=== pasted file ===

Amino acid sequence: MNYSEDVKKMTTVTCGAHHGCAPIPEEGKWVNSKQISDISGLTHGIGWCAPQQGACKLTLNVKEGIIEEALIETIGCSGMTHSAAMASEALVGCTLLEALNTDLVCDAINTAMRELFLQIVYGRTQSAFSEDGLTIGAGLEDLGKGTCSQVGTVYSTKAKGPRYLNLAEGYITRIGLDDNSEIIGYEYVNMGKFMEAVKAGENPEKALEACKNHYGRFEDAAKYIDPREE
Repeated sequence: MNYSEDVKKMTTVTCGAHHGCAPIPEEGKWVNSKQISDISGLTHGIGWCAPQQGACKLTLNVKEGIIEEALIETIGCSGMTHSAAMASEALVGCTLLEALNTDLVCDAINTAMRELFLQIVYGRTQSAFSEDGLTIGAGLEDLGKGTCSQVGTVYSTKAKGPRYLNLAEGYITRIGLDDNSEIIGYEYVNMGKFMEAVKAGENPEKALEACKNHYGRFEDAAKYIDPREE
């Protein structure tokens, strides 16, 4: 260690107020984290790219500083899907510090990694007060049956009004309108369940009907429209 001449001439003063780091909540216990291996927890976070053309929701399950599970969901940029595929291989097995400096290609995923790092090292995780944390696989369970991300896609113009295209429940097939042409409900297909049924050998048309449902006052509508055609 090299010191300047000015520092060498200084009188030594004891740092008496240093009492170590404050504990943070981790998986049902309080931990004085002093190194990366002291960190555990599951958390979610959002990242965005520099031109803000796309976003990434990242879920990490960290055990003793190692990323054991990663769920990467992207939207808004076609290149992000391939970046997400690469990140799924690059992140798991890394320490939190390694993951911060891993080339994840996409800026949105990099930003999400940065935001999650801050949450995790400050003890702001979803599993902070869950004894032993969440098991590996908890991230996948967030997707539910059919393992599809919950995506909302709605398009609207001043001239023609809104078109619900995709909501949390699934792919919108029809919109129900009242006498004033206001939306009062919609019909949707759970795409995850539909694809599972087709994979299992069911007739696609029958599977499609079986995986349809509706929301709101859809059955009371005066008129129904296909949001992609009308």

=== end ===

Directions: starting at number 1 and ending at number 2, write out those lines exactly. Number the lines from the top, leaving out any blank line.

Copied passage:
Amino acid sequence: MNYSEDVKKMTTVTCGAHHGCAPIPEEGKWVNSKQISDISGLTHGIGWCAPQQGACKLTLNVKEGIIEEALIETIGCSGMTHSAAMASEALVGCTLLEALNTDLVCDAINTAMRELFLQIVYGRTQSAFSEDGLTIGAGLEDLGKGTCSQVGTVYSTKAKGPRYLNLAEGYITRIGLDDNSEIIGYEYVNMGKFMEAVKAGENPEKALEACKNHYGRFEDAAKYIDPREE
Repeated sequence: MNYSEDVKKMTTVTCGAHHGCAPIPEEGKWVNSKQISDISGLTHGIGWCAPQQGACKLTLNVKEGIIEEALIETIGCSGMTHSAAMASEALVGCTLLEALNTDLVCDAINTAMRELFLQIVYGRTQSAFSEDGLTIGAGLEDLGKGTCSQVGTVYSTKAKGPRYLNLAEGYITRIGLDDNSEIIGYEYVNMGKFMEAVKAGENPEKALEACKNHYGRFEDAAKYIDPREE